Although blessed with a wonderful selection of natural assets, the size and spread of the Bahamas’ many islands, not to mention its vulnerability to powerful hurricanes and tropical storms, mean reliable and durable telecoms and transport infrastructure are of vital importance. As a disparate country with dozens of inhabited islands stretched across 100,000 square miles of sea, ensuring residents, visitors and businesses can move around and thrive has required substantial investment in socioeconomic projects, often with the financial assistance of foreign entities and companies.

“In the past decade we have lost more than $8 billion in damages due to hurricanes,” laments Minister of Works and Utilities, Alfred Sears. “We are among the most vulnerable countries to climate change and global warming as declared by the United Nations. When building transport infrastructure, we have to construct sea walls to protect the roads and communities from sea surges during hurricanes. Having very resilient defenses for the community and the road infrastructure is important.”

The senior government official compares his ministry to a large design, engineering, quantity surveying and maintenance firm given the wide scope of the many public infrastructure projects under its umbrella. By embracing PPPs in recent years, the government has been able to move more aggressively and rapidly, without having to come up with the up-front capital to fund the work of the administration. “PPP is an important mechanism for the capital development for the Bahamas because it enables the government on a more rapid basis to roll out its capital projects,” he states. “Currently, there are several PPPs in the area of road building and airport redevelopment and construction. We also have several bridges already designed and quantified that are ready to go and may involve PPPs.”

Reliable telecoms services vital

The highly unpredictable nature of the Caribbean weather during its annual hurricane season underlines the importance of strong and reliable telecoms infrastructure and service coverage. In September 2019, Hurricane Dorian battered the region and knocked many cable and wireless networks offline for a considerable amount of time. Lessons were learned from that unfortunate ordeal and the industry, together with the government, has invested significant sums to ensure the situation is never repeated. Secure and reliable digital systems and networks are essential to the flourishing financial services sector. As the only 100% Bahamian-owned communications provider, delivering residential and corporate broadband internet, cable television, fixed line and mobile telephone and data services to the vast majority of the Bahamian population, Cable Bahamas Ltd is at the forefront of industry innovation across the long chain of islands.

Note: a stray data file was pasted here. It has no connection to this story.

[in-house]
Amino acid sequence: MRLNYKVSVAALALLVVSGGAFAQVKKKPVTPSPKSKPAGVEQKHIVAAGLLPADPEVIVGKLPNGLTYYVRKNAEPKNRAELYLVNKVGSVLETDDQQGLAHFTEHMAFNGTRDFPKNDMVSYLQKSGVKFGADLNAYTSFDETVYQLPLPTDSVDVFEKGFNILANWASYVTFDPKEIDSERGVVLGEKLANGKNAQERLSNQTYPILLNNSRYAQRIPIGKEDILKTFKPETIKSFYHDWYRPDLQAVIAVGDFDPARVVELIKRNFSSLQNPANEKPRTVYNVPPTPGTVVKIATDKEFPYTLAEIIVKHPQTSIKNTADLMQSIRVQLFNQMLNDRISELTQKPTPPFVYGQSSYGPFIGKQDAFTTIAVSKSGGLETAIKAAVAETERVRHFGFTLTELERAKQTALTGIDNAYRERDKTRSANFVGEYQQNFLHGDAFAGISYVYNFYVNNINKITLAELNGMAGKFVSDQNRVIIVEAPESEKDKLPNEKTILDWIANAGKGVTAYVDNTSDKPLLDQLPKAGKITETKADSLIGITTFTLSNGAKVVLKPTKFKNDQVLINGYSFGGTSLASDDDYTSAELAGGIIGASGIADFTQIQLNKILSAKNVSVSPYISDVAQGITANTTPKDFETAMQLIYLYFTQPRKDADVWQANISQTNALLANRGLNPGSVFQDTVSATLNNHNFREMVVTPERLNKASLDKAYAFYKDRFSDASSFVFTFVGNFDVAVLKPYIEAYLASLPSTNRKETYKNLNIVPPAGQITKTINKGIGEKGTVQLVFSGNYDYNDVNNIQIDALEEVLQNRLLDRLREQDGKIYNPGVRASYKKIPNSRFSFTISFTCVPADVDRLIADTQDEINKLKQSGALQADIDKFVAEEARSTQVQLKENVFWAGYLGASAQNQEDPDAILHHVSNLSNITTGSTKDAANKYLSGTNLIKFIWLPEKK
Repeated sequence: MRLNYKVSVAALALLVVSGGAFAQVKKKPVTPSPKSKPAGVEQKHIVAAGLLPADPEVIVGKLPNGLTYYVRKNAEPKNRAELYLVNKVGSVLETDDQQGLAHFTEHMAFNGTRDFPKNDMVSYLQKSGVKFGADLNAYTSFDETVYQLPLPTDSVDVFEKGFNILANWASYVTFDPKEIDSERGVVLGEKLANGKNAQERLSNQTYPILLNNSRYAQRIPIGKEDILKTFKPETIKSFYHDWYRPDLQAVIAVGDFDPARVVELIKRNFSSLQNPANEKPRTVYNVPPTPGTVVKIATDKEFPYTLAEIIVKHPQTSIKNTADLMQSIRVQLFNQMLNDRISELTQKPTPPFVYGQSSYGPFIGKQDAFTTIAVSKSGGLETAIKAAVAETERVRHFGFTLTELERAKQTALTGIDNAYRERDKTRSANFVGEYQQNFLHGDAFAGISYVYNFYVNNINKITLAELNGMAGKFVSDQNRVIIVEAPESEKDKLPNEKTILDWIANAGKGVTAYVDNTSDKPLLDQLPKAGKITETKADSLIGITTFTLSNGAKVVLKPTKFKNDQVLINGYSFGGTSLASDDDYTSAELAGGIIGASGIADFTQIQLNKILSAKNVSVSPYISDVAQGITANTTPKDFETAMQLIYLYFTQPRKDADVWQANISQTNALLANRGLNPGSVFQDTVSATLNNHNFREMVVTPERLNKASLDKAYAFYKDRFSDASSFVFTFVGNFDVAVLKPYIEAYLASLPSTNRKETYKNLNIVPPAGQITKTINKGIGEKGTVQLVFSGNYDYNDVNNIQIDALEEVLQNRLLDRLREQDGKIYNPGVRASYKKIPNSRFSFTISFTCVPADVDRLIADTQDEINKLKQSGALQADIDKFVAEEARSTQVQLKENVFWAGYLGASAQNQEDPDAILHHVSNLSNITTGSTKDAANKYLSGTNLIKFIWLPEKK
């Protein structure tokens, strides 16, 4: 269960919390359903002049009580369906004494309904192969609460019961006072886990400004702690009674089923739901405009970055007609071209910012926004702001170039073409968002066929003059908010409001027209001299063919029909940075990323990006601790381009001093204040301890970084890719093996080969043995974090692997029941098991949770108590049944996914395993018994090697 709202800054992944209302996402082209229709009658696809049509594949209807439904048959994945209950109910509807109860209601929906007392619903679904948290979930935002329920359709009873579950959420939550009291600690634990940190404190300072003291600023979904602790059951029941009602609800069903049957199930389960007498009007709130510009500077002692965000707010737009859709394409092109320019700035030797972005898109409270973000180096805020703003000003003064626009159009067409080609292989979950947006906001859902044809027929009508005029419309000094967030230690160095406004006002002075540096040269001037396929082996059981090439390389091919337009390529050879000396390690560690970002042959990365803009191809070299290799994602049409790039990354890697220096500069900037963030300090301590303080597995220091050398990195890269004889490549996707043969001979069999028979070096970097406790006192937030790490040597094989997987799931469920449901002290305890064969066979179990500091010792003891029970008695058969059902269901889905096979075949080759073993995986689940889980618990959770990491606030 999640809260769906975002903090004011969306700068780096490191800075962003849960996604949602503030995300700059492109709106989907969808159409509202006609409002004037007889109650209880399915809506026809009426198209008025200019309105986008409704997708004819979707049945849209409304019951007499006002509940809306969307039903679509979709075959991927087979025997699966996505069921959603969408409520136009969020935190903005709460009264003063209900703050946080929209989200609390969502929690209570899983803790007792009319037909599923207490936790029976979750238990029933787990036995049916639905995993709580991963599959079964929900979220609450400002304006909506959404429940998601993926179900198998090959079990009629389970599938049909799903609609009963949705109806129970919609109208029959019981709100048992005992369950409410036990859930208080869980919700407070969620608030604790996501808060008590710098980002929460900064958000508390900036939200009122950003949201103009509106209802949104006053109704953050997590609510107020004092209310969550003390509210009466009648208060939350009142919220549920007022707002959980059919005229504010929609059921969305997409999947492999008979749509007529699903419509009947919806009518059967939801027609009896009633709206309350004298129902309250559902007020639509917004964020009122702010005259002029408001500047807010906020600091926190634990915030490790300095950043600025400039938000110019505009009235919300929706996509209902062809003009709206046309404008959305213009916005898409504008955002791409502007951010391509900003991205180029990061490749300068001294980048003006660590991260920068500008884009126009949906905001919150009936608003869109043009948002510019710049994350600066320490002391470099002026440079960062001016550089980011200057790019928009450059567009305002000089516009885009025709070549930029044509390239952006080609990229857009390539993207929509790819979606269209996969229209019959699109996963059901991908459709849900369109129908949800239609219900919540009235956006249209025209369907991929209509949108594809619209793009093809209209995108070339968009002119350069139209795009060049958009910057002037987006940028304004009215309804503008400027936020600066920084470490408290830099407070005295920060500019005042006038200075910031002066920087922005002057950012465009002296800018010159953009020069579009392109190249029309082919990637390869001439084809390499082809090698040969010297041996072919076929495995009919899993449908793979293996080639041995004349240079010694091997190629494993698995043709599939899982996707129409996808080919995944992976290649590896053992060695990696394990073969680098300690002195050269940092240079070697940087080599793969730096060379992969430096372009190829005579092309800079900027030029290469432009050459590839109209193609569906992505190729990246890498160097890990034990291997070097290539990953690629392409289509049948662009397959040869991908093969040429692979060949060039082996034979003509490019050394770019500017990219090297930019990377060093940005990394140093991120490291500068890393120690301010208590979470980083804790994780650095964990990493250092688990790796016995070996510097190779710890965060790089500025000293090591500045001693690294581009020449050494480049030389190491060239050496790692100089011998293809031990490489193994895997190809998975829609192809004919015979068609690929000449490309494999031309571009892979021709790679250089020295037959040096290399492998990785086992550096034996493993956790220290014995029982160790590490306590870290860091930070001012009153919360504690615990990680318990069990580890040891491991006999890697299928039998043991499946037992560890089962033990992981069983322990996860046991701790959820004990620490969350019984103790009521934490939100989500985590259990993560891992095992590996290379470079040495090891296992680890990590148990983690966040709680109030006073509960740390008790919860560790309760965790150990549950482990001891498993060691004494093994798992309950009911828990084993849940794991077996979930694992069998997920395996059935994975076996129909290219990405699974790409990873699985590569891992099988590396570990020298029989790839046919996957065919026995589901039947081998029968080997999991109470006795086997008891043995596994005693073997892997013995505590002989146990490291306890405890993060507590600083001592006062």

“Coming off the impact of Dorian — where we saw significant infrastructure impacted — we are very proud of how [our mobile network] ALIV performed as we never lost fiber connectivity,” says Cable Bahamas CEO, Franklyn Butler. “We learned some lessons from that experience on resiliency and how do we harden and create additional resilience and redundancy from a network perspective. The pandemic further compounded that issue where we saw this explosion of the use of data, with lockdowns and people working from home.”

Butler describes the Bahamas’ digital infrastructure as “very strong and getting better” as tens of millions of dollars are invested in state-of-the-art infrastructure by leading players. “We have continued to invest in the expansion of our fiber backbone” he adds. The pandemic and governments’ reaction had a hugely negative impact on international tourism and related industries, but did lead to a major uptick in the number of people opting to ditch commercial airlines for private jets and corporate aircraft.

This trend has been especially prevalent in the North American market and with the Bahamian brand well positioned in the luxury tourism segment given its many high-end hotels and resorts, business has boomed. A family owned and operated company with more than 25 years of expertise, Jet Nassau offers a range of aviation services to business and leisure aircraft. As a Fixed Base Operator (FBO) — a coveted status given to a company that has been granted the right to operate at an airport — the firm is flush with success. “In the Caribbean, we probably account for 60% of all corporate jet arrivals and will be investing heavily in infrastructure and assets, including new hangers and facilities, as it is required right now based on the projections from our clients that travel back and forth to the Bahamas,” says proud General Manager Charles Bowe.